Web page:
Earlier this season we played out two, pretty turgid, draws against Stoke and Sunderland and it seemed to herald in the start of the Steve Bould and Arsene Wenger partnership, with defensive stability coming to the fore. What was missed amongst all of the hype and glee was that we were simply playing two teams who were distinctly unambitious in their approach to the game and, really, poor finishing cost us four points out of six.
Fast forward a few months, and some hilariously disappointing defending along the way, and we arrive at a point in time where we have acquired two clean sheets against Stoke and Sunderland. Whilst Stoke were put in their place yet again at the Emirates, and the sooner they realise we hate them not because they’re our equal but because they’re the footballing equivalent of having to use one-ply toilet paper in Delhi the better, they were typically unambitious in attack.
Yet yesterday, with the unfortunate departure of Wilshere and the foolish departure of a somewhat rusty Corporal Jenkinson, we were under the cosh from a limited but determined Sunderland side who threw everything and Titus Bramble at the Arsenal goal. And to no avail, as we held out for three points and what a beautiful three points they were. Those three points feel better than a cold beer on a scorching summer’s day.
Those three points feel better than the feeling you get when run up all the stairs at Covent Garden tube station because yes, you are too impatient to wait for a lift and share it with 100 stinking little tourists.
Those three points felt better than that feeling you get when you ask a packed out pub just where David Bentley is now plying his trade and, genuinely, no one actually knows anymore.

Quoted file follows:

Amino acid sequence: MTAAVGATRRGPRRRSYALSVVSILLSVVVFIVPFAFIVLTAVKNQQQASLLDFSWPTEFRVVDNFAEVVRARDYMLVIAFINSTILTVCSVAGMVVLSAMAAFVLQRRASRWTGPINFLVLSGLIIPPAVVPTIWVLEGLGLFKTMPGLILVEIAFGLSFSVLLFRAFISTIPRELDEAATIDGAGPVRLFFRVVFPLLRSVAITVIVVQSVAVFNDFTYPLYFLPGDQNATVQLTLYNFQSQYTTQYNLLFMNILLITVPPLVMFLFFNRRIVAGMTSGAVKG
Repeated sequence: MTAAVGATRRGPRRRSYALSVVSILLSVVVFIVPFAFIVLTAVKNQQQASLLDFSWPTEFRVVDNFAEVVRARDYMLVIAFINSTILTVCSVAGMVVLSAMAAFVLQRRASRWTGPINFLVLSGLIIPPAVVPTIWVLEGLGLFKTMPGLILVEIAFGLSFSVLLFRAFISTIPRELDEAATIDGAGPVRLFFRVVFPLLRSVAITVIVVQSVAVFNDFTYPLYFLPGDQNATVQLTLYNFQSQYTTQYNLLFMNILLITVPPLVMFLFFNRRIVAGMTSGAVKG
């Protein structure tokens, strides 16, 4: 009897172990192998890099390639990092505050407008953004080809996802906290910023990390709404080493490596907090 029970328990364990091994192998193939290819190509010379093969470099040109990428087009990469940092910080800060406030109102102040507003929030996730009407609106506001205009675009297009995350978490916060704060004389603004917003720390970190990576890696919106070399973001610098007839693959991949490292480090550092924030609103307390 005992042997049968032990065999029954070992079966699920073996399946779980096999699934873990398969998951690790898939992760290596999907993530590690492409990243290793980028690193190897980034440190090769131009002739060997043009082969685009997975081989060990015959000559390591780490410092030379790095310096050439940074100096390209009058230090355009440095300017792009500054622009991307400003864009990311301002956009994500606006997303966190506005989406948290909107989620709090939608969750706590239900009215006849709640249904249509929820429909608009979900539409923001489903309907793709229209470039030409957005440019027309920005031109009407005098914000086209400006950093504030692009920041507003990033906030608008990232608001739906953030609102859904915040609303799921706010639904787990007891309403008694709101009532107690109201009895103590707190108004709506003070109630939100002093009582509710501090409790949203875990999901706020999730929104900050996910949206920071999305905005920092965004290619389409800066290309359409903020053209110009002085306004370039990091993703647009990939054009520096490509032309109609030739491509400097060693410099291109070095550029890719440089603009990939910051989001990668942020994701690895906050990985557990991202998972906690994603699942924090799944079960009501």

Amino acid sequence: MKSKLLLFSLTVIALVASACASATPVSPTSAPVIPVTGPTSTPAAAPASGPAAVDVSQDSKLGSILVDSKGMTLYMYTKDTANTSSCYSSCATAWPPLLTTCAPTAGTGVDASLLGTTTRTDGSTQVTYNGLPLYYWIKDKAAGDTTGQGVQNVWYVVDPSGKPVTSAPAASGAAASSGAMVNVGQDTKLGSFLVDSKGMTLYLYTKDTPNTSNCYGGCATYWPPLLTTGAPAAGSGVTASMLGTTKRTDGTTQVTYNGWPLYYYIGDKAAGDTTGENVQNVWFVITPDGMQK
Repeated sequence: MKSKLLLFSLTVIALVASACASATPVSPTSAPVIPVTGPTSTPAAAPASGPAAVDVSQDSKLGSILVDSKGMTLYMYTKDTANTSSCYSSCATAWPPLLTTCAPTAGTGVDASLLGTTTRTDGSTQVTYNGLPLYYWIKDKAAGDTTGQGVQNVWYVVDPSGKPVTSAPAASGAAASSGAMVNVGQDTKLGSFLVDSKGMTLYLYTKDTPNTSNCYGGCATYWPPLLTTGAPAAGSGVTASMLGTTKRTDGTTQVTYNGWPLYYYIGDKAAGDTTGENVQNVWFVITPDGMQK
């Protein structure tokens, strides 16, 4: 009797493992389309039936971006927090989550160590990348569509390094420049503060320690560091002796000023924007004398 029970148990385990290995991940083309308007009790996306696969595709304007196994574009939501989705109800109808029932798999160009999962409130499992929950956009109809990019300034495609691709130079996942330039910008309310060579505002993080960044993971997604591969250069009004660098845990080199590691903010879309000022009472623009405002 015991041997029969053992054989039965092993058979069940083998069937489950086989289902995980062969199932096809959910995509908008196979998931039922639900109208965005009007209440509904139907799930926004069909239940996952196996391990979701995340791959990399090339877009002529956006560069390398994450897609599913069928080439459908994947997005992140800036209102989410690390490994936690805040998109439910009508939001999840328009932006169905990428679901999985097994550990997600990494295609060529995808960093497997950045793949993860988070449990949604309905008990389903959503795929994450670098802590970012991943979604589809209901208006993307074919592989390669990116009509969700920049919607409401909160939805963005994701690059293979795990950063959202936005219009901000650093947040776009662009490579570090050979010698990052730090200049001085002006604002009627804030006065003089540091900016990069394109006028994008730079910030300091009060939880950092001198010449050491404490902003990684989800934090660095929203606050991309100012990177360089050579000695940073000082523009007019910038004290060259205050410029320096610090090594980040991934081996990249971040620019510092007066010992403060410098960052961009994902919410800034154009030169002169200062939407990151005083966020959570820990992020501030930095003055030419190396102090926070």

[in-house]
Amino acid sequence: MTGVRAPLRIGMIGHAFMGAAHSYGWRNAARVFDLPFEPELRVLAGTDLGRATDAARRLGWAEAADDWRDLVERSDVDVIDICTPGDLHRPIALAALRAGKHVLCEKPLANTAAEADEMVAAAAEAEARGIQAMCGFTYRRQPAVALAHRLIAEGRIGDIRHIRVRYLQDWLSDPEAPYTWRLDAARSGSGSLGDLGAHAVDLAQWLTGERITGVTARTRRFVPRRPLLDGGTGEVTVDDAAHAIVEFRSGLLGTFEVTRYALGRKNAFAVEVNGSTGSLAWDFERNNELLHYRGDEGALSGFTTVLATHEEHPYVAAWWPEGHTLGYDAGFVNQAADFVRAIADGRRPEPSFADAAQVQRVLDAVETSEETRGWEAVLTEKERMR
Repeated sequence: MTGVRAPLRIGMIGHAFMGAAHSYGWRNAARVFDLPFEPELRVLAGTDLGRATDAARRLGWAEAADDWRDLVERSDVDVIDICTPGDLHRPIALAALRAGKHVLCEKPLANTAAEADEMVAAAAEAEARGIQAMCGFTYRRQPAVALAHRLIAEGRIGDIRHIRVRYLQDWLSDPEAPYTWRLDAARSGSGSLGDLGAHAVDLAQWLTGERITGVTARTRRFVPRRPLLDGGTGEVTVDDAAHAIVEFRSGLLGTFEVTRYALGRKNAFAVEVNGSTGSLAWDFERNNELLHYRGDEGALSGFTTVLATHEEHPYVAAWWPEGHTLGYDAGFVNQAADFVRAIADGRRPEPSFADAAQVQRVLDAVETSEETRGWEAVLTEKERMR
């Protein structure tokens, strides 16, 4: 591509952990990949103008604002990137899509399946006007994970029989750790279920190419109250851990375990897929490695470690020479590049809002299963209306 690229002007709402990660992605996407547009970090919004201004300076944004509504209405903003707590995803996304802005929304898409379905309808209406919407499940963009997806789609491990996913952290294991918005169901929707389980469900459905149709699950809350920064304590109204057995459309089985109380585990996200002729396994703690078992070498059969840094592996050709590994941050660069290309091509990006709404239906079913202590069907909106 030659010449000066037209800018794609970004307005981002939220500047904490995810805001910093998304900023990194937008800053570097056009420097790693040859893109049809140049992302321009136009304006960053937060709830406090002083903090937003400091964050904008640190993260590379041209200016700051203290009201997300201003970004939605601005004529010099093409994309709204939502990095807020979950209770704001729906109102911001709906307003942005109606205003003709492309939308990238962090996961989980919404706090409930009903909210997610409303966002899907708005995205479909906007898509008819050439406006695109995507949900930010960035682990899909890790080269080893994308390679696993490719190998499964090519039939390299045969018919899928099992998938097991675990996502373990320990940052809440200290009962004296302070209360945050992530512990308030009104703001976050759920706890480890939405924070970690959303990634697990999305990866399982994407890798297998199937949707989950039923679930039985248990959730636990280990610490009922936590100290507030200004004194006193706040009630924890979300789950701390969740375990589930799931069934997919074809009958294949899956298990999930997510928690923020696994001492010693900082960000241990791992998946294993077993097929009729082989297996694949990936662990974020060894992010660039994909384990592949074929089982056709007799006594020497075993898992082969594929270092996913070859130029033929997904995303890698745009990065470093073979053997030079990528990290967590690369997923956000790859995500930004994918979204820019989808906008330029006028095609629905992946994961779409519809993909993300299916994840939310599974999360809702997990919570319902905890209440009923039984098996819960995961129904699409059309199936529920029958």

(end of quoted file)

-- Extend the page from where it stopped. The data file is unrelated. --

Our back four from the departure of young Carl read like this: Ramsey, Mertersacker, Sagna and Monreal. What’s more astounding in its absurdity is that the two players playing out of position were the ones who stepped up incredibly to help out the team in their half hour of need. Sagna especially showing just why it would be such a shame to let him go at the end of next season. Whether or not he’s willing to buy into the policy of not offering those over 30 contracts that last longer than a year remains to be seen, but surely his quiet and unassuming leadership is something that we should not throw away so quickly.
A word, though, on our attack. Wasteful as they were, Cazorla and Giroud in the final stages displaying just why they say ‘Tired Legs = Tired Minds’, a performance displaying not only our customary control in possession but the increased potent-ness of our attack bodes well for the future. Santi Cazorla especially looked like the signing we all came to know and love in the beginning of the season, and the understanding he seems to be building with Jack Wilshere is encouraging going forward into the mid-season.
Those two, coupled with the defensive and mental unity we showed yesterday may just be the metaphorical seat belt and air bags during the mid-season Car Crash.
I love Arsenal,
and I love you too.
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